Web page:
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The newspaper of The Johns Hopkins University May 8, 2006 | Vol. 35 No. 33
Twin APL-built spacecraft begin launch preparations in Florida

By Kristi Marren
Applied Physics Laboratory

NASA's nearly identical twin STEREO spacecraft, designed and built by the Applied Physics Laboratory, arrived in Florida last week for final prelaunch testing and preparations. Once in orbit, the observatories will capture the first-ever 3-D "stereo" views of the sun and solar wind.

APL also will operate the twin observatories for NASA during the mission.

The observatories arrived May 3 by truck at the Astrotech Spacecraft Processing Facility — just outside NASA's Kennedy Space Center — where they will be placed inside a clean room. They're scheduled for launch no earlier than July 22 aboard a single Delta II rocket from Cape Canaveral Air Force Station's Launch Complex 17, Pad B.

STEREO, which stands for Solar TErrestrial RElations Observatory, recently completed five months of space-environment tests at NASA Goddard Space Flight Center, in Greenbelt, Md., and at APL. These tests simulated conditions the observatories will undergo during launch and their two-year space-based operations. Throughout the next few months, the observatories will undergo final checks of their systems and instruments before being loaded onto the launch vehicle. Mission operations personnel and engineers will rehearse the launch countdown and participate in mission simulations of critical operations.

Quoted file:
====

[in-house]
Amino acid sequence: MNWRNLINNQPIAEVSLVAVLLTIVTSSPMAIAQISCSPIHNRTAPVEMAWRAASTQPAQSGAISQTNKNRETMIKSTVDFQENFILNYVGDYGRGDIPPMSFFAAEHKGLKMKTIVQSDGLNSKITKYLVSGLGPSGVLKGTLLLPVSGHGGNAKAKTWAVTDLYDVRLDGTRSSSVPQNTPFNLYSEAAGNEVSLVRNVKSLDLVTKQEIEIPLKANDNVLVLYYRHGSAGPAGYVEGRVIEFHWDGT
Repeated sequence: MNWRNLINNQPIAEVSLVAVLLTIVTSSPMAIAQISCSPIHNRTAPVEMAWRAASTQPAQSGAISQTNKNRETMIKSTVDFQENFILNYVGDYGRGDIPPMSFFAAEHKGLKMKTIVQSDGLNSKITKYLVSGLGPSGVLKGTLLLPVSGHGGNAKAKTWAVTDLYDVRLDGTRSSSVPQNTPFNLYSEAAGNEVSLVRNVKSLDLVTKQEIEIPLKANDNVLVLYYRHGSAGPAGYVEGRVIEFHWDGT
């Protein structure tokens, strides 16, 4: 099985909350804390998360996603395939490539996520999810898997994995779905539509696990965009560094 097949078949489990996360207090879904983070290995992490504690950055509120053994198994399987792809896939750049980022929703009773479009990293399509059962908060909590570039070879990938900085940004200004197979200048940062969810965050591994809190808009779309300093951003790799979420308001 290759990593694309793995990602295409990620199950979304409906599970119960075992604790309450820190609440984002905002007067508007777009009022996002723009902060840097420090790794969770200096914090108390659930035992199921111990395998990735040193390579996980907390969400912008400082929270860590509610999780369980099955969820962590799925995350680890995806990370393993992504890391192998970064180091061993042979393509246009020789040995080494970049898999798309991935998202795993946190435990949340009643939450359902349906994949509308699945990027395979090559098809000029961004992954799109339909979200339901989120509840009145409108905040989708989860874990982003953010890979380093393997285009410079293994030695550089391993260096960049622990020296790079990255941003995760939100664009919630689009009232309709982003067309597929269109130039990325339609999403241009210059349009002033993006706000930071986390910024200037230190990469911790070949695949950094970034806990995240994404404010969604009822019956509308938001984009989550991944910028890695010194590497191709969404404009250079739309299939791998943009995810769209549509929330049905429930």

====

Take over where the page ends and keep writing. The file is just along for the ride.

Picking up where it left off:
STEREO's two-week launch window opens at 3:11 p.m. on July 22 and extends through Aug. 6, with two opportunities a day for launch during that time frame. Mission operations personnel at APL will begin the final countdown 12 hours before launch.

During the two-year mission, the observatories will explore the origin, evolution and interplanetary consequences of coronal mass ejections. These powerful solar eruptions are a major source of the magnetic disruptions on Earth and a key component of space weather, which can greatly affect satellite operations, communications, power systems and the lives of humans in space.


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